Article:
After The Election, Unemployed Families Are Still 'Worried About So Many Different Things'

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Betsy Ball with her family. (Courtesy of Euro Travel Coach)
Betsy Ball with her family. (Courtesy of Euro Travel Coach)

Unemployment numbers released Friday show the rate of Americans out of work fell from nearly 8% in September to 7% in October.

But millions of people like Betsy Ball of Wooster, Ohio, are still jobless. Back in July, Ball told Here & Now that she was worried about what would happen after the government stopped the extra $600 in weekly unemployment benefits.

Four months later, Ball and millions of Americans are now living this reality and trying to get by with no relief in sight. Along with her husband and her daughter, Ball has been couch surfing since March as the family tries to keep their travel business alive.

The family business focuses on creating custom itineraries for people traveling to Europe. With Americans unable to travel to Europe for the foreseeable future, the family is in a frustrating, uncertain situation, she says.

“We bounce between family and friends, and during a pandemic that presents challenges,” she says. “And it's quite a ride and I don't know how long it's going to go on.”

Ball says her daughter, who lives in Wisconsin, applied for unemployment in May but didn’t start receiving benefits until September. The family is digging into their savings to pay for food and living expenses, she says, and feels grateful for the generosity and understanding of others.

For other people struggling through the pandemic, Ball says to “hold on to the strength of the family” and get creative.

“We always have to find these pearls among all this giant mess that will keep us going,” she says. “And I feel confident that you will, even though it's really, really hard when we're worried about so many different things.”

Back in July, Betsy Burke of Landsdowne, Pennsylvania, also shared with Here & Now that her family was struggling to make ends meet after her husband lost his job during the pandemic. Her husband was furloughed in April from his job as a mechanical engineer, then laid off in June. For months, he had trouble collecting unemployment from the state of Pennsylvania until he finally started receiving benefits in August.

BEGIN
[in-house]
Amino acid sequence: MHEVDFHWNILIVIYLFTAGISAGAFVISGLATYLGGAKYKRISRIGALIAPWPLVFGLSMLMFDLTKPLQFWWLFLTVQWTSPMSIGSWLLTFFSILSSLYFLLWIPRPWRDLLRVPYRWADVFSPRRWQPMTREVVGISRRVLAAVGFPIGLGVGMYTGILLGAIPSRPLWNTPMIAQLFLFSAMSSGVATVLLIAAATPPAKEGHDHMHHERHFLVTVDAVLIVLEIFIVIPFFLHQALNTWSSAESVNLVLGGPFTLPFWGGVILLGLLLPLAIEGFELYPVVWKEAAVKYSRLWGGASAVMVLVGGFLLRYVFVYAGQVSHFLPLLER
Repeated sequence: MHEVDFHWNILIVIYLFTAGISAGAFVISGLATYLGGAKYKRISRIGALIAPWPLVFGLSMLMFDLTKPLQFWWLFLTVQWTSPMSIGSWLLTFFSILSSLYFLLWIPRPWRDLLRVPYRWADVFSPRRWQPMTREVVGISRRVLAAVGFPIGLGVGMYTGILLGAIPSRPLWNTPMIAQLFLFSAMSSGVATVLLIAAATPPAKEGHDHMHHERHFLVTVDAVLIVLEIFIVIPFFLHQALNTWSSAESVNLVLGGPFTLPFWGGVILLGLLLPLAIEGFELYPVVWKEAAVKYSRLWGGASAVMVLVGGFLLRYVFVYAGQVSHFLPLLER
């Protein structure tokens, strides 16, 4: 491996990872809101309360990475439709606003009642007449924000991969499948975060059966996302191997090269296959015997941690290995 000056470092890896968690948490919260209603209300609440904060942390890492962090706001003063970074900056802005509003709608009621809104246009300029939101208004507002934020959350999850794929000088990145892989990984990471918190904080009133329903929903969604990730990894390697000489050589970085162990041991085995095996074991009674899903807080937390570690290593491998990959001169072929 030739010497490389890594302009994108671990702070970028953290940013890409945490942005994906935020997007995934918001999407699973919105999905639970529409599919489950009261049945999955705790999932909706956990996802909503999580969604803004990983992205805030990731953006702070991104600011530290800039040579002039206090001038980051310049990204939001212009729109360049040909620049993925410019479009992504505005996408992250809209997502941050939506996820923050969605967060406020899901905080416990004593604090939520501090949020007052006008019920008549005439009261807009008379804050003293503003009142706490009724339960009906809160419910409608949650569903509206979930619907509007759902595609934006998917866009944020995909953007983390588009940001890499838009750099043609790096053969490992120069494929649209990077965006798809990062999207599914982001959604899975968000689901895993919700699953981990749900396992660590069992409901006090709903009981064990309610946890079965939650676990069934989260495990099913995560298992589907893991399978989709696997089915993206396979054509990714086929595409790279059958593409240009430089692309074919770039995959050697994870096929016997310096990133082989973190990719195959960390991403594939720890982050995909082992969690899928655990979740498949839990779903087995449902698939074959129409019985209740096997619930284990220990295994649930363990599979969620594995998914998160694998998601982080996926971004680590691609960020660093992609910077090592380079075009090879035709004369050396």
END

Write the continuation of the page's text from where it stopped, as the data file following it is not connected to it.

Burke says her husband has been on second and third interviews for jobs but hasn’t yet received any offers. One “minor consolation” is that both parents are home to help their two sons with online school, she says.

Betsy Burke with husband E.J. Burke and sons Colin and William. (Courtesy)
Betsy Burke with husband E.J. Burke and sons Colin and William. (Courtesy)

One thing that’s helped the family get by is a U.S. Department of Agriculture program that connected farmers with families who need food.

“There was an extension of that program for October, but that has now expired,” she says. “So there were no food boxes this week and will not be for the foreseeable future.”

Burke froze foods such as pounds of shredded mozzarella in the family’s basement freezer. From the family’s large garden harvest this year, she tried to freeze and can as much food as she could to make it last longer.

Political leaders should provide reassurance that there’s a cohesive plan to address the pandemic and follow the science, she says. And bringing back the additional $600 in weekly unemployment benefits would “make an enormous difference,” she says.

As she and her husband try to shield their kids from the family’s financial situation, Burke says her boys are focusing on online school.

Her 10-year-old son is somewhat aware of the situation and doesn’t pester her about forgetting his allowance anymore, she says. But she anticipates one additional challenge this year: Christmas.

“My 6-year-old has already started declaring that Santa will be coming,” she says. “It's going to be hard to hide it from them anymore once we're dealing with gift-giving.”

Unemployed people lose a sense of purpose and feeling that they’re contributing, she says. To combat this, she recommends finding ways to help other people in the community.

“My advice to people is always to find ways to help someone else,” she says. “For one thing, it just takes up some of your time so you have less opportunity to think about your own troubles.”

Ashley Locke produced and edited this interview for broadcast with Tinku RayAllison Hagan adapted it for the web.

This segment aired on November 6, 2020.


Headshot of Tonya Mosley

Tonya Mosley Correspondent, Here & Now
Tonya Mosley was the LA-based co-host of Here & Now.


Headshot of Allison Hagan

Allison Hagan Digital Producer, Here & Now
Allison Hagan is a digital producer for Here & Now.



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